Those were the days. And it doesn’t end there. “From the era, that you become marriageable,” Reverend John warns, croaking like Poe’s Raven, “the sphere of your anxieties and afflictions will be enlarged.”
Here is his advice on personal adornment.
Finery is seldom graceful. The easy undress of a morning often pleases more than the most elaborate and costly ornaments. [He may have something there.]
The nearer you approach to the masculine in your apparel, the further you will recede from the appropriate graces and softness of your sex. Riding habits… conceal everything that is attractive in a woman’s person… they wholly unsex her, and give her the unpleasing air of an Amazon, or a virago. [Good grief!]
Painting is indecent, offensive, criminal. It hastens the approach of wrinkles, it destroys constitutions, and defaces the image of your Maker. [Oh come on…]
He is hilarious on dress:
Young ladies should not be too liberal in the display of their charms. Too much exposure does not enhance their value. And it approaches, too nearly, to the manner of those women, whom they would surely think it no honour to resemble. Bosoms should throb unseen.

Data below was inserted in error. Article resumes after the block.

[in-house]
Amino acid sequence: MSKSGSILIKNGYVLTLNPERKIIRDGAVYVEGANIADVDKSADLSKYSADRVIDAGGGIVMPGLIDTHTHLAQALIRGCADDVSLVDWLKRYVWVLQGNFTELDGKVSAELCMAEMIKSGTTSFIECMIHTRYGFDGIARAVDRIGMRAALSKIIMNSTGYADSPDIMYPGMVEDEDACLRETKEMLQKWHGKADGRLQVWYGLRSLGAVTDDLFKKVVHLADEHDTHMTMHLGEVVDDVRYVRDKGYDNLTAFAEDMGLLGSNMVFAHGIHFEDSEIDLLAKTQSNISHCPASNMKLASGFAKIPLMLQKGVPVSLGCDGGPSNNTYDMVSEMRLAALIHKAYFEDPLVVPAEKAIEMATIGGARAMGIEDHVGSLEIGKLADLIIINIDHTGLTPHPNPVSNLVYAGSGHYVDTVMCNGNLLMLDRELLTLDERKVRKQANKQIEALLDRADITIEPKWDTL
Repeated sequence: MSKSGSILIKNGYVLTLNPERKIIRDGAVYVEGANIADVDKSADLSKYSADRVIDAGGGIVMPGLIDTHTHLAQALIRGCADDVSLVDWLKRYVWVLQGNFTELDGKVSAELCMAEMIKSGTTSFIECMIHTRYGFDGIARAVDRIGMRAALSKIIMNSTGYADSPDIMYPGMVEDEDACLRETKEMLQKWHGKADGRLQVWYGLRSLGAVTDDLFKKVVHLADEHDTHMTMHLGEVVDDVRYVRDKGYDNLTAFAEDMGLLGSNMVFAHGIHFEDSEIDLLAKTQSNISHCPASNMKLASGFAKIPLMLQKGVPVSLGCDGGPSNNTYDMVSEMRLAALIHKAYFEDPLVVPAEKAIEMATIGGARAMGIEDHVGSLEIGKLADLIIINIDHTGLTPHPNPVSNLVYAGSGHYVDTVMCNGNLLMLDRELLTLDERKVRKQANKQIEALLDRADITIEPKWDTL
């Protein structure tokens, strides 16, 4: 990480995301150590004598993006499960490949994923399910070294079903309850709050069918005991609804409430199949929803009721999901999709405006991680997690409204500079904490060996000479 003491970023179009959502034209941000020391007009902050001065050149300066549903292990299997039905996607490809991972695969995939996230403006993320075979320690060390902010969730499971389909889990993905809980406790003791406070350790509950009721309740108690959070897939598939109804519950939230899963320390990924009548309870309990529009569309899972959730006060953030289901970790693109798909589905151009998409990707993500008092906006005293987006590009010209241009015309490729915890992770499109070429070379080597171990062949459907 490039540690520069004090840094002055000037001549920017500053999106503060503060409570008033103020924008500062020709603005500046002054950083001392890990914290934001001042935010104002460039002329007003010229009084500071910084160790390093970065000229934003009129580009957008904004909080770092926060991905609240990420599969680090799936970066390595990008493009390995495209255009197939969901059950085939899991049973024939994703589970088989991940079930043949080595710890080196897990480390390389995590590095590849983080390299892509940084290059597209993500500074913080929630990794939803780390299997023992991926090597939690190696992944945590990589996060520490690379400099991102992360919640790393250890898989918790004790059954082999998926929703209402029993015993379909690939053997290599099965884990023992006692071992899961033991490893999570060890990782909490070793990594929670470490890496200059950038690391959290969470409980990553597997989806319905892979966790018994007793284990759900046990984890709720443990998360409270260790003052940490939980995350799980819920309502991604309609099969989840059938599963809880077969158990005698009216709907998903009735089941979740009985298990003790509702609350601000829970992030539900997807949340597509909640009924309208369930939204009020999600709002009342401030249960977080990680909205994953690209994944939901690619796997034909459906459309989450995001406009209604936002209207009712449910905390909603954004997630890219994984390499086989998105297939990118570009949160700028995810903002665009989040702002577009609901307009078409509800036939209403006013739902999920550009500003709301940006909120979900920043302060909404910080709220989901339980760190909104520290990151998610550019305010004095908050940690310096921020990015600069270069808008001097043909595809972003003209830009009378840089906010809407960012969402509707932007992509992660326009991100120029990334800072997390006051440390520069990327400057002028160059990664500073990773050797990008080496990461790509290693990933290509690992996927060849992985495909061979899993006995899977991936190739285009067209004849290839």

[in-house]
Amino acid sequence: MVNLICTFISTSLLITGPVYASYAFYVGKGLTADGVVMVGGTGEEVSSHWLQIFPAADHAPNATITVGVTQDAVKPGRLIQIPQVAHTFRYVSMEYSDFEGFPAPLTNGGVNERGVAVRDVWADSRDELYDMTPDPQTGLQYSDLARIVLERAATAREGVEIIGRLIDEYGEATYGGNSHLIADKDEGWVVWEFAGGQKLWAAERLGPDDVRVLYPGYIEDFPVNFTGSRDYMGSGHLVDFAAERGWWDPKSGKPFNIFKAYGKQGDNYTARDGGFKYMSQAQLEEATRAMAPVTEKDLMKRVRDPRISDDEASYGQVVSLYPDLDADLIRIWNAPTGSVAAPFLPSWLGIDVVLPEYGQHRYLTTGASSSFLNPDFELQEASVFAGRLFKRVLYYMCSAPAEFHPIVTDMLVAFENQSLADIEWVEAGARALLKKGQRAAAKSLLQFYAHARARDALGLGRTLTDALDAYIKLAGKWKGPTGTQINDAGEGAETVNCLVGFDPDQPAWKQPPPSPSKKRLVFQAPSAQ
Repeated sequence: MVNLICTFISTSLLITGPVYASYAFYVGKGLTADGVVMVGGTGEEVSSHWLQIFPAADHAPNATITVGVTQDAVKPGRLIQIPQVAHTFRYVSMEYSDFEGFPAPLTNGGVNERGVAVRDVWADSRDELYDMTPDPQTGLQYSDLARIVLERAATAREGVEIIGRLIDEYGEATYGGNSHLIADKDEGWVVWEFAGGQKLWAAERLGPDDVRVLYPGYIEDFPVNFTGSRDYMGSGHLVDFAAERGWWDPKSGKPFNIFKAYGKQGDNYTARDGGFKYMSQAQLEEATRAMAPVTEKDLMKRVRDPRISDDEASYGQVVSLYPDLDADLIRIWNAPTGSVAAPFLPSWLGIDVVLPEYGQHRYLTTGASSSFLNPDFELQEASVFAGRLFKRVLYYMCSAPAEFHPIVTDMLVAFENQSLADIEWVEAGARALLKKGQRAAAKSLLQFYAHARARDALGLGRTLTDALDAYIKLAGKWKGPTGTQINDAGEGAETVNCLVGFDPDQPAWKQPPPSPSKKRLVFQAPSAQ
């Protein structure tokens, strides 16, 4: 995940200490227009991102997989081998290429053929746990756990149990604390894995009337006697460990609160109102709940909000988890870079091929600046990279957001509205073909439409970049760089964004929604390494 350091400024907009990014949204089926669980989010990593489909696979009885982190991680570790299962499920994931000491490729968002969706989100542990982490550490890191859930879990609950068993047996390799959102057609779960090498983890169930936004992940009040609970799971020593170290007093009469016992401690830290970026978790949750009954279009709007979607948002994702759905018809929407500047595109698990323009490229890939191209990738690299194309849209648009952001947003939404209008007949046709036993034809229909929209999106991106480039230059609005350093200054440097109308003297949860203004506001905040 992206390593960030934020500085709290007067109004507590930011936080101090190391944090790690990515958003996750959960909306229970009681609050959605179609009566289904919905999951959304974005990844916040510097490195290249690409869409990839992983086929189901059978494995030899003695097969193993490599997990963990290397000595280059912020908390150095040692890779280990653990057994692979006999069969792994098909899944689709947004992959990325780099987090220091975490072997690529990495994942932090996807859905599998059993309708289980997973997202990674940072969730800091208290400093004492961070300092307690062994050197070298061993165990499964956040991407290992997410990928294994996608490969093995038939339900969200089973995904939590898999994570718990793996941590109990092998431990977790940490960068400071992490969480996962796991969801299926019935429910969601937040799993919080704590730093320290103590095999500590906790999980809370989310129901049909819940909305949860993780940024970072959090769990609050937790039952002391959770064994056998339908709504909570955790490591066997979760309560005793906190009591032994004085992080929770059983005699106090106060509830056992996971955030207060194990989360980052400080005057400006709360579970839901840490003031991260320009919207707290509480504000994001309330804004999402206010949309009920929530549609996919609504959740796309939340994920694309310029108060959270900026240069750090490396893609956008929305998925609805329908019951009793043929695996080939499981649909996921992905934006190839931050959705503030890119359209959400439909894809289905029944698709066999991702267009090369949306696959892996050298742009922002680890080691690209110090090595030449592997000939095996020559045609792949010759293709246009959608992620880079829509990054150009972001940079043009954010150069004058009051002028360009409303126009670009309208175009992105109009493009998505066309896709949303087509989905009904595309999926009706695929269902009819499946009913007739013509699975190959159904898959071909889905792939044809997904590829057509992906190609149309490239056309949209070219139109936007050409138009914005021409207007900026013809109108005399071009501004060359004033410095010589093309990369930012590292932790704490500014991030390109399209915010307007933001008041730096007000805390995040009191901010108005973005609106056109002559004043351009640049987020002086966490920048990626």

Yes, those are his italics. I really don’t think the comedy is intentional… Rev. John warns Miss Lucy frequently of the danger presented by the opposite sex, and in doing so throws much light, for me anyway, on the behaviour of Elinor in ‘Sense and Sensibility’(1811). No wonder she suppresses all trace of feeling for Edward, if she’d read much advice of this sort:
To entertain a secret partiality for a man, without knowing it reciprocated, is dreadful indeed. If you have address and fortitude enough not to betray it, and thus expose yourself to ridicule and censure (and yet what prudence is always equal to the task?) it will cost you infinite grief, anxiety and vexation, and a victory over yourself, if you do gain it, may be at the expense of your health and constitution. It will, at the same time, totally unfit you for any other connexion, for who would take the body, when another person is in possession of the soul?